Marketing students work on helping kids in needWhen he came face to face with Santa Claus in the Spartan Shack on Tuesday, Dylan Matthews clammed up. It is, said his parents Luke and Katie, a seasonal ailment. He just isn’t comfortable talking to Santa yet, they said.
By: Maria Lockwood, Superior Telegram
When he came face to face with Santa Claus in the Spartan Shack on Tuesday, Dylan Matthews clammed up. It is, said his parents Luke and Katie, a seasonal ailment. He just isn’t comfortable talking to Santa yet, they said.
It fell to Dylan’s dad to tell the bearded man what the 5-year-old wanted for Christmas.
“He wants a Transformer and ‘Cars 2’ the movie,” Luke Matthews said.
Then Dylan and his mom posed for a picture standing beside Santa before he wished them all a “Merry Christmas.”
For Joe Collins, meeting youngsters while dressed as Santa Claus has been informative. A couple have asked for the movie “Happy Feet 2” and various dolls; one little boy asked for an aircraft carrier, he said
“I told him I couldn’t fit it in my sleigh,” said Collins, a senior at Superior High School. He and three of his DECA (an association of marketing students) classmates — Brianna Jensen, Alli Visger and Lexi Archambeau — came up with the idea to raise money by selling pictures with Santa for $1 each. The proceeds will buy coats for elementary students in need.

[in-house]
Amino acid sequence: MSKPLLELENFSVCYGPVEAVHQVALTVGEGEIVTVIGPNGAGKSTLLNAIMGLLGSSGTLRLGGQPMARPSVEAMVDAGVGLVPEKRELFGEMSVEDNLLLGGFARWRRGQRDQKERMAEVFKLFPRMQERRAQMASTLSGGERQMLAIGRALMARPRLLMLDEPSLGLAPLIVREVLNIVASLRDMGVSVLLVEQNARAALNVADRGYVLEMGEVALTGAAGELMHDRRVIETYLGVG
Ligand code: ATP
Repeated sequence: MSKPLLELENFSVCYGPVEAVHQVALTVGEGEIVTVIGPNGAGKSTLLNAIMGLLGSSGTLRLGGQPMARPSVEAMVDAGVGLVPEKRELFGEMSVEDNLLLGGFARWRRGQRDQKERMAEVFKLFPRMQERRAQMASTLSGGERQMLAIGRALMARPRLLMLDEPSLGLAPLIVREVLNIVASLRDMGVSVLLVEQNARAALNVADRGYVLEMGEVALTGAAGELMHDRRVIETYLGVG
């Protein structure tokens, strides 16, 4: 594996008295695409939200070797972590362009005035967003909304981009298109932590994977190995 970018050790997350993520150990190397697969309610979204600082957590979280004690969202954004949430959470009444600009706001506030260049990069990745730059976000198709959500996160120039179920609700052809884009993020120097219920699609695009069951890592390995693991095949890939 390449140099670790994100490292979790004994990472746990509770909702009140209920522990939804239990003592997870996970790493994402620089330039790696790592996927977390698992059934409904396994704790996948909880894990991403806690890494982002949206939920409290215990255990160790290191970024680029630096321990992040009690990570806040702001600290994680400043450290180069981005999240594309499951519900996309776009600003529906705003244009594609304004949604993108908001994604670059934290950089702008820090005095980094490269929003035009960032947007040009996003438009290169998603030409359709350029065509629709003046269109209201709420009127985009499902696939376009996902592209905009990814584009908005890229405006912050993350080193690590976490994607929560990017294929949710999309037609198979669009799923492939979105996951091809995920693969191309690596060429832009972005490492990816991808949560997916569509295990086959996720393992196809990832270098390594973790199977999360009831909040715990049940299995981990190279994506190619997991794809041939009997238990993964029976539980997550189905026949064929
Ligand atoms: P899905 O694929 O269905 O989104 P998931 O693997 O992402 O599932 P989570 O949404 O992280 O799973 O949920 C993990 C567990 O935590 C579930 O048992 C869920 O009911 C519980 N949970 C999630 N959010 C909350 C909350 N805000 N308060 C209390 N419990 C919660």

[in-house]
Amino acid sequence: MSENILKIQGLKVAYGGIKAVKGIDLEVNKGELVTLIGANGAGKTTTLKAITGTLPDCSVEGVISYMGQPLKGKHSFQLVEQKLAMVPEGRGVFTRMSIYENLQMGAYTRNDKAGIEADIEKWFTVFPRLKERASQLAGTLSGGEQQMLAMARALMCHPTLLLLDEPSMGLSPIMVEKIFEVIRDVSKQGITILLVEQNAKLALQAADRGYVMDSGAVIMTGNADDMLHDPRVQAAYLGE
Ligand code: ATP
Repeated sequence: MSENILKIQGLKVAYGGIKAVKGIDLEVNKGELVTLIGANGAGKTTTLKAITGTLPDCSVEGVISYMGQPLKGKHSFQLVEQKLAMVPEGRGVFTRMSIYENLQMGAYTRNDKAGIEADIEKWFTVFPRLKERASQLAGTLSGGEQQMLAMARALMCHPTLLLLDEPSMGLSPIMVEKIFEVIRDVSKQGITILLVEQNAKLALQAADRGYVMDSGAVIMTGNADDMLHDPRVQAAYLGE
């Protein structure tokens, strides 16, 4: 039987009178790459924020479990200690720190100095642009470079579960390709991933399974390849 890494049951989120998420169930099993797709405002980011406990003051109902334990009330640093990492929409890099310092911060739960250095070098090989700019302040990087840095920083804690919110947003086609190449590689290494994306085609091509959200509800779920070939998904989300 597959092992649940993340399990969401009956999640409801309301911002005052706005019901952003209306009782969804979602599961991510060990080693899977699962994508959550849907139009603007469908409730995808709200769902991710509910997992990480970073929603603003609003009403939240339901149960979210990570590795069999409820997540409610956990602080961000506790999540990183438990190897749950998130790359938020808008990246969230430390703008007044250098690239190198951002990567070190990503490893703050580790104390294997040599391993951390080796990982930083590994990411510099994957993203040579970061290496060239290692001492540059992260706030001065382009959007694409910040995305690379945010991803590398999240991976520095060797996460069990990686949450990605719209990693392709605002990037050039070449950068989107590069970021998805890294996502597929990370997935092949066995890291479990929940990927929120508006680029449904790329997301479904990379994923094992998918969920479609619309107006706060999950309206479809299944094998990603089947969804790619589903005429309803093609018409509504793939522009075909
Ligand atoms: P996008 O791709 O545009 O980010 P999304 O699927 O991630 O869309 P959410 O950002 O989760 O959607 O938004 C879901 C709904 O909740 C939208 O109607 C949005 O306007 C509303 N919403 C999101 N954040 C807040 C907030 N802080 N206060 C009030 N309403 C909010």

“We thought it would be fun,” Collins said. Jensen said they also hoped to get more people to stop by the Spartan Shack for their holiday sale. The students set up Santa’s throne during lunch hours and after school Monday and Tuesday. In all, about 35 people purchased pictures, and many were generous.
“A lot of people donated $5 or more,” toward their Coats for Kids project, Jensen said.
The Spartan Shack is open 5-7 p.m. weekdays through Dec. 22 as well as during the school day. For more information on items available, check out their Facebook page, Spartan Shack Holiday Sale.
Another DECA project to raise money for coats, a soup dinner, runs 4-7 p.m. Dec. 13 at the SHS cafeteria. The cost is $5 for adults, $3 for children age 10 and younger.
“We decided on Coats for Kids because there is definitely a need in our district,” said Sarah Nestrud, who is organizing the dinner with Katie Stenroos. The Superior School District had 170 kids identified as homeless last year.
“This is important because they are kids in our community and it affects them not only at home or school, but anywhere they may go during the winter season,” Nestrud said.
The two hope to raise at least $1,000 from the dinner. Donations of gently used coats can be dropped off at the event or during school days at the SHS main office.